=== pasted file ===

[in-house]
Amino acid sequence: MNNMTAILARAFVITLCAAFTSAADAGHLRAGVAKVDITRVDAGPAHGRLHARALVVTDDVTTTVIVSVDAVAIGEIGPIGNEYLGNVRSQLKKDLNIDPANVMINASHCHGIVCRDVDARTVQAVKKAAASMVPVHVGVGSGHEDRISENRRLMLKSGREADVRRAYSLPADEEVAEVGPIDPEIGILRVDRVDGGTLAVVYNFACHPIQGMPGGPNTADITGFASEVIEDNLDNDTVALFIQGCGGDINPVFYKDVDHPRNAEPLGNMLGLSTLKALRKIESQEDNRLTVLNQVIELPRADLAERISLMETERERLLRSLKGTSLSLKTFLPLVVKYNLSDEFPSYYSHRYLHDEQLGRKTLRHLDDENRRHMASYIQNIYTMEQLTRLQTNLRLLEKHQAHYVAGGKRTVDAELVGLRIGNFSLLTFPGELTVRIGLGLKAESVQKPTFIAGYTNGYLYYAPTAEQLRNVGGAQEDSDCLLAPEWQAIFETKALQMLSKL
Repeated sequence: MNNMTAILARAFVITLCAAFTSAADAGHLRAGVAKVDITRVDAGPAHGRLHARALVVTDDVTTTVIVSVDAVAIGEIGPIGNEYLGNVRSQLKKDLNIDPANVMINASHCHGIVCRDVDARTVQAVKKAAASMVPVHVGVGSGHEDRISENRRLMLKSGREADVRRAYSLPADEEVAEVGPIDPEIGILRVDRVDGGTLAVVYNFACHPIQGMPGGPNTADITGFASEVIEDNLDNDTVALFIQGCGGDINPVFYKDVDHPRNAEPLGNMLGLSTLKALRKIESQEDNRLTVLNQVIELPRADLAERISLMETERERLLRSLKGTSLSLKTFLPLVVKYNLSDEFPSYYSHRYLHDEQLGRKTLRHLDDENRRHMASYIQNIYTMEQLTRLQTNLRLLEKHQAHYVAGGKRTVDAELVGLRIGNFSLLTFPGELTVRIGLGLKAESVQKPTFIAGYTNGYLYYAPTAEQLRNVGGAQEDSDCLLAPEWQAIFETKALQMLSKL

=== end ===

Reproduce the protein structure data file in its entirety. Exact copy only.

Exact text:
[in-house]
Amino acid sequence: MNNMTAILARAFVITLCAAFTSAADAGHLRAGVAKVDITRVDAGPAHGRLHARALVVTDDVTTTVIVSVDAVAIGEIGPIGNEYLGNVRSQLKKDLNIDPANVMINASHCHGIVCRDVDARTVQAVKKAAASMVPVHVGVGSGHEDRISENRRLMLKSGREADVRRAYSLPADEEVAEVGPIDPEIGILRVDRVDGGTLAVVYNFACHPIQGMPGGPNTADITGFASEVIEDNLDNDTVALFIQGCGGDINPVFYKDVDHPRNAEPLGNMLGLSTLKALRKIESQEDNRLTVLNQVIELPRADLAERISLMETERERLLRSLKGTSLSLKTFLPLVVKYNLSDEFPSYYSHRYLHDEQLGRKTLRHLDDENRRHMASYIQNIYTMEQLTRLQTNLRLLEKHQAHYVAGGKRTVDAELVGLRIGNFSLLTFPGELTVRIGLGLKAESVQKPTFIAGYTNGYLYYAPTAEQLRNVGGAQEDSDCLLAPEWQAIFETKALQMLSKL
Repeated sequence: MNNMTAILARAFVITLCAAFTSAADAGHLRAGVAKVDITRVDAGPAHGRLHARALVVTDDVTTTVIVSVDAVAIGEIGPIGNEYLGNVRSQLKKDLNIDPANVMINASHCHGIVCRDVDARTVQAVKKAAASMVPVHVGVGSGHEDRISENRRLMLKSGREADVRRAYSLPADEEVAEVGPIDPEIGILRVDRVDGGTLAVVYNFACHPIQGMPGGPNTADITGFASEVIEDNLDNDTVALFIQGCGGDINPVFYKDVDHPRNAEPLGNMLGLSTLKALRKIESQEDNRLTVLNQVIELPRADLAERISLMETERERLLRSLKGTSLSLKTFLPLVVKYNLSDEFPSYYSHRYLHDEQLGRKTLRHLDDENRRHMASYIQNIYTMEQLTRLQTNLRLLEKHQAHYVAGGKRTVDAELVGLRIGNFSLLTFPGELTVRIGLGLKAESVQKPTFIAGYTNGYLYYAPTAEQLRNVGGAQEDSDCLLAPEWQAIFETKALQMLSKL